16 October 2012 - Security Council - Situation in Somalia - Statement by Mr. Gérard Araud, Permanent Representative of France to the United Nations

(UN translation)

Naturally, I too thank the Special Representative of the Secretary-
General, Mr. Augustine Mahiga.

In recent months, Somalia has been able to achieve
historic milestones that would have seemed impossible a
year ago. They have adopted a provisional Constitution,
designated a Parliament and its President, elected a new
President of the Republic, and, lastly, designated a new
Prime Minister. We now look forward to the upcoming
appointment of a Government. In Somalia, therefore,
there is new hope. The international community must
stand with the Somalis and support them as they
build a new State, all the while respecting Somalia’s

With the completion of the transition, consolidating
gains is now a top priority, so as to ensure that the
progress of recent months will not be undone. To that
end, as the President of Somalia underscored in his
statement at the mini-summit on Somalia held on the
sidelines of the General Assembly, making the country
secure and stabilizing its territory are the immediate

Making the country secure requires ongoing
military effort. I will return to that later. But it also calls
for a political strategy. Throughout Somalia’s territory,
particularly in the areas liberated from Al-Shabaab,
establishing inclusive federal and civil administrative
institutions is of priority. But after 20 years of the
absence of federal power in a country where clan
allegiances have been key, those institutions will need
to be accepted by the population and thereby gain their
legitimacy. To that end, we encourage Somali authorities
in their desire to open a dialogue with all Somalis by
undertaking a process of national reconciliation. All of
the components of Somalia should be represented in the
institutions that will be put in place at the federal and
local levels.

In that context, a civil political presence in support
of Somali authorities is vital. The United Nations has
the necessary experience and expertise in that regard.
We therefore hope that it will speed up its deployment
in Mogadishu and swiftly plan the modalities for its new
presence in the liberated territories, in concert with the
African Union and Somali authorities. We look forward
to the results of the review in terms of strengthening
the United Nations political presence, but we do not
want to lose precious time.

On the security front, the successes of AMISOM
and the Somali security forces in recent months have
made it possible to regain territory throughout the
central and southern parts of Somalia, and thereby
weaken Al-Shabaab. The reconquest of the south
has been stepped up with the taking of the ports of
Marka and Kismayo, which has denied Al-Shabaab
its major strategic bastion and a considerable part of
its resources. Those results need to be commended,
even as the Ugandan, Burundian, Kenyan, Djiboutian
and Ethiopian troops continue to pay a heavy price to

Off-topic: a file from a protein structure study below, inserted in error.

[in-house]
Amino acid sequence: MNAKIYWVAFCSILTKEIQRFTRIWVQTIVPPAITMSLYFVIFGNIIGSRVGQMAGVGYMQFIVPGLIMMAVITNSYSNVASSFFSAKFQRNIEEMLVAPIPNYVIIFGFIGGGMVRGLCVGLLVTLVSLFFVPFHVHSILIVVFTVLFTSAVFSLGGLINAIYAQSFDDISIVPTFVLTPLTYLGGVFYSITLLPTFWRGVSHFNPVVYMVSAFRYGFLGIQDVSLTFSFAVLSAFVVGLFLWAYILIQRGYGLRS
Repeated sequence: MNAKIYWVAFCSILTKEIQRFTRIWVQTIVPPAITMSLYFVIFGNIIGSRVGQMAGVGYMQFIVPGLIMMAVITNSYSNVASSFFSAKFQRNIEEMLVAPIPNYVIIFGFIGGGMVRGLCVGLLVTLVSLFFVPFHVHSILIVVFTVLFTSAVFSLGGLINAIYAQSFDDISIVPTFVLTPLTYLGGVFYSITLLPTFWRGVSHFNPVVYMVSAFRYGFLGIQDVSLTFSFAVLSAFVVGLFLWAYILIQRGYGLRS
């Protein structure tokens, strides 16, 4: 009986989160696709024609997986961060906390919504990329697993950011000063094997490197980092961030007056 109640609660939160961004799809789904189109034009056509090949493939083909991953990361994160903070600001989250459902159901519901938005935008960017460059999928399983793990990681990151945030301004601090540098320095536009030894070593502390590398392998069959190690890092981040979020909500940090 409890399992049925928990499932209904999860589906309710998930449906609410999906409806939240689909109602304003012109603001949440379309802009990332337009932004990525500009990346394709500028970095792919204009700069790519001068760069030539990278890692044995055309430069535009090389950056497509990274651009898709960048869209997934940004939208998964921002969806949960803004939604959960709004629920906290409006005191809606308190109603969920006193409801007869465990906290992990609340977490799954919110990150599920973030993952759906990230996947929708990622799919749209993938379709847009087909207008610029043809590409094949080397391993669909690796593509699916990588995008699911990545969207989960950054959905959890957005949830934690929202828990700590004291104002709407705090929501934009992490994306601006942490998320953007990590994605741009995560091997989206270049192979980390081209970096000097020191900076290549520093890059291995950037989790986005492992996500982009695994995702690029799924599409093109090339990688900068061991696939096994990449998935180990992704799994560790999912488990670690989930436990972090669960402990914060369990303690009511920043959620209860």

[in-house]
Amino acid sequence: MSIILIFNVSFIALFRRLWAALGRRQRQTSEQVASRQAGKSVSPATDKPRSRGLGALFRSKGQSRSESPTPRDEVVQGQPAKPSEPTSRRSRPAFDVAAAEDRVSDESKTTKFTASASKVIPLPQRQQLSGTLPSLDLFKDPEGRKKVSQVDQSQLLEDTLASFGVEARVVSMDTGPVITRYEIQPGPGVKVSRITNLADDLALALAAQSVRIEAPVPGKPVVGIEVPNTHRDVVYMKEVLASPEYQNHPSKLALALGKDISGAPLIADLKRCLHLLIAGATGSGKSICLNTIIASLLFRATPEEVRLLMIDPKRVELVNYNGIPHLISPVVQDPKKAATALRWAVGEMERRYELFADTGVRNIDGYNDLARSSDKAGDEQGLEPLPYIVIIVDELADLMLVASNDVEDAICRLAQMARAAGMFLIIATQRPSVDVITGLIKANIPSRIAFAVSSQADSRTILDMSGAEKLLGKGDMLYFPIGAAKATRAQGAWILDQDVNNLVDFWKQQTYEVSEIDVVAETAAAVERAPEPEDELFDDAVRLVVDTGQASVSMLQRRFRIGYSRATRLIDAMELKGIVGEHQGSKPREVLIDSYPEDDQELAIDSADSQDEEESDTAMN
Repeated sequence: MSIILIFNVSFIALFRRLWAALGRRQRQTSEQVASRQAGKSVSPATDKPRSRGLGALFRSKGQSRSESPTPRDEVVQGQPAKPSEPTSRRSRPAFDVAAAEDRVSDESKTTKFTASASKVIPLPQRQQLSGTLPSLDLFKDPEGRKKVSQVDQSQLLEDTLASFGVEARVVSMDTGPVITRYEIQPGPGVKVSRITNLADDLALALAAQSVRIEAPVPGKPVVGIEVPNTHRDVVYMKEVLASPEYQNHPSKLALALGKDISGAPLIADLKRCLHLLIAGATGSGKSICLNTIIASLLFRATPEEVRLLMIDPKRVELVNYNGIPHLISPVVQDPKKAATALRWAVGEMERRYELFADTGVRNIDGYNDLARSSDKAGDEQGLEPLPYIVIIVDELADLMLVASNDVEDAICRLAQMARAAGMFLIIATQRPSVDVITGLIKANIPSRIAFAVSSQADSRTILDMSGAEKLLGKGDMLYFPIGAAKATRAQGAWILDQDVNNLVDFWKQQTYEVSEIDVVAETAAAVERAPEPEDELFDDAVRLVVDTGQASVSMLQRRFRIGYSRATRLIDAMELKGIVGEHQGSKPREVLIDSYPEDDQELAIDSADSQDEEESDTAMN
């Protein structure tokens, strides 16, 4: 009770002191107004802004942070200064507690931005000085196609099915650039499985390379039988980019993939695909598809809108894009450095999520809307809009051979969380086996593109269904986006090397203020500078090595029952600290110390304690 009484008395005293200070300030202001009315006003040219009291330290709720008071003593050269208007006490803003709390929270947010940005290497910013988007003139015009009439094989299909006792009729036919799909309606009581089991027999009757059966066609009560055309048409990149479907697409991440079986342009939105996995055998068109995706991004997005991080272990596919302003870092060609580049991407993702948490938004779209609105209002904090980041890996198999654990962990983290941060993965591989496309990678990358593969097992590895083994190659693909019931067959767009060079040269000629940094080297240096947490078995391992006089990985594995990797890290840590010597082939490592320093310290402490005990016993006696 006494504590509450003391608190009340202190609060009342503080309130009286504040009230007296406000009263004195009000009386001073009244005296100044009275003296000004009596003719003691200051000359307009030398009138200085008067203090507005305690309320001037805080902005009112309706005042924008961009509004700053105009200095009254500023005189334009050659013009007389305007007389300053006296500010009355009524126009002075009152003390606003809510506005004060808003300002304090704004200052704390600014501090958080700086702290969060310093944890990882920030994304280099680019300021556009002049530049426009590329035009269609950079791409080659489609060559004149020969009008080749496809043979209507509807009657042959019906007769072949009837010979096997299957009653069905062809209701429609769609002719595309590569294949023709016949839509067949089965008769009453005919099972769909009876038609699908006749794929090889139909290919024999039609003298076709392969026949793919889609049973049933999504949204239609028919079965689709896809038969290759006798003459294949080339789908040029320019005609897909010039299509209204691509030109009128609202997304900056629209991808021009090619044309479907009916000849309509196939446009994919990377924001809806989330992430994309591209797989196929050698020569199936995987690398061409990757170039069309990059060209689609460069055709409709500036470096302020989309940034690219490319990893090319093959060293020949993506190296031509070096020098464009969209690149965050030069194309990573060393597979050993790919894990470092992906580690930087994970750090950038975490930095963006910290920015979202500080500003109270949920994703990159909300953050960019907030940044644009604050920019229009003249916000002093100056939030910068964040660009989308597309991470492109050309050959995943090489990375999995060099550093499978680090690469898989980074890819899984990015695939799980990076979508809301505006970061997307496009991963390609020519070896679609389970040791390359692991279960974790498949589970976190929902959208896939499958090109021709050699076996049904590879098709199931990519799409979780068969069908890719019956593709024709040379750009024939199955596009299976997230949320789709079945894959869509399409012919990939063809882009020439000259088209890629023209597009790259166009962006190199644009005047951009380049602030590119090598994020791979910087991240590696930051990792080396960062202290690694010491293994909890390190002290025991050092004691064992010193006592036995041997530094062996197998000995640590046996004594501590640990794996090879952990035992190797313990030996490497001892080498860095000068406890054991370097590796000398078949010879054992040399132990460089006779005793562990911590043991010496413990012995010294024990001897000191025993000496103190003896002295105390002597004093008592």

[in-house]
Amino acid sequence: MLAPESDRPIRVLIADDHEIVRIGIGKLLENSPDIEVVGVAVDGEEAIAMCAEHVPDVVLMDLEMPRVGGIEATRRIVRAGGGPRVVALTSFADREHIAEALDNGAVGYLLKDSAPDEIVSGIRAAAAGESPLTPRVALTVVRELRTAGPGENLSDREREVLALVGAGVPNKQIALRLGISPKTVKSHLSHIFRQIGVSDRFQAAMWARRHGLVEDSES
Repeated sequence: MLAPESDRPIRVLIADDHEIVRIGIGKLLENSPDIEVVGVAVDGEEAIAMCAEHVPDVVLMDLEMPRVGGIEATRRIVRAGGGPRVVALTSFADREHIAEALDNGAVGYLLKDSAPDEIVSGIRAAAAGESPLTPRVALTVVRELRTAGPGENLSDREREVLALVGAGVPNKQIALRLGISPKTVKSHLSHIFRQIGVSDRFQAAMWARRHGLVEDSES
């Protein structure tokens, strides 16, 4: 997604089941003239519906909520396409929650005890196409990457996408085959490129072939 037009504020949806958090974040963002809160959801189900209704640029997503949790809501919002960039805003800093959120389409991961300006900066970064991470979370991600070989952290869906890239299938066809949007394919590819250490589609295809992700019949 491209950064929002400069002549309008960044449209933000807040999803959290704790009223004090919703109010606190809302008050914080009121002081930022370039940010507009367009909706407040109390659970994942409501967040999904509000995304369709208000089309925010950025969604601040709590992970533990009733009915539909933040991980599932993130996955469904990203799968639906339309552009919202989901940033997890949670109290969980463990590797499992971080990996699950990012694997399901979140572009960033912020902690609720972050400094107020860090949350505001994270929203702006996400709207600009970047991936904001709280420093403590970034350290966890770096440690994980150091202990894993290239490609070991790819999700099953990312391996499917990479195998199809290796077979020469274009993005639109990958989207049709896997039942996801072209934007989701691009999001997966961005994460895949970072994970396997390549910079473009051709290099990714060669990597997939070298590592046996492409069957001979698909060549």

liberate Somalia from Al-Shabaab.

Despite the recent gains, the presence of AMISOM
is still necessary in order to assist the Somali National
Security Forces in ensuring lasting security in the

In that context, France supports the renewal of
AMISOM’s mandate for one year at the current ceiling
on troop strength. A midterm assessment of the nature
of its presence is to undertaken based on the reviews to
be carried out in close cooperation between the United
Nations and the African Union prior to the end of the

We therefore share the analysis of the African
Union, which, in its last progress report (S/2012/764,
annex), underscored the necessity of finding lasting
financing for AMISOM. I would like to recall that,
since 2007, the European Union has provided ongoing
support to the Mission in the amount of €442 million.
We will renew our financing to pay salaries for
AMISOM soldiers in 2013. However, those resources
are limited, given the current AMISOM troop strength
and the needs that have been expressed with respect to
other parts of the African continent. Other donors will
have to complement the contributions of the European
Union so that the soldiers of AMISOM will be fully
underwritten in 2013.

In the medium term, the setting up of a credible
Somali security force should be our priority so that it
can take over from AMISOM at any early date. That is
needed in order to establish the political credibility of
the new Government and is the only way to guarantee
lasting control of the territory of the country. That effort
needs to be the strategic priority for the international
community in Somalia in the medium term.

France and the European Union are fully committed
to the process, together with the European Union
training mission, which is training Somali soldiers,
strengthening the establishment of a command structure
and consolidating the chain of command. The strategic
review that is beginning in Brussels will decide how
that mission will continue — we hope that it will cover
two years — and will determine how to develop it to
meet the needs of Somalia. The efforts of that mission
to strengthen security on land will be complemented by
another mission to develop the coast guard in Somalia.
Let me conclude by addressing the human rights
situation and the humanitarian situation in the
country. The recruitment of child soldiers, the killing
of reporters and extrajudicial executions continue to
be a source of concern. In addition, 4 million people
still need food assistance. The United Nations, like
the non-governmental humanitarian organizations, is
providing vital support to people affected by famine
in the region. Unimpeded access to humanitarian
assistance must be guaranteed.

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Dernière modification : 26/02/2015

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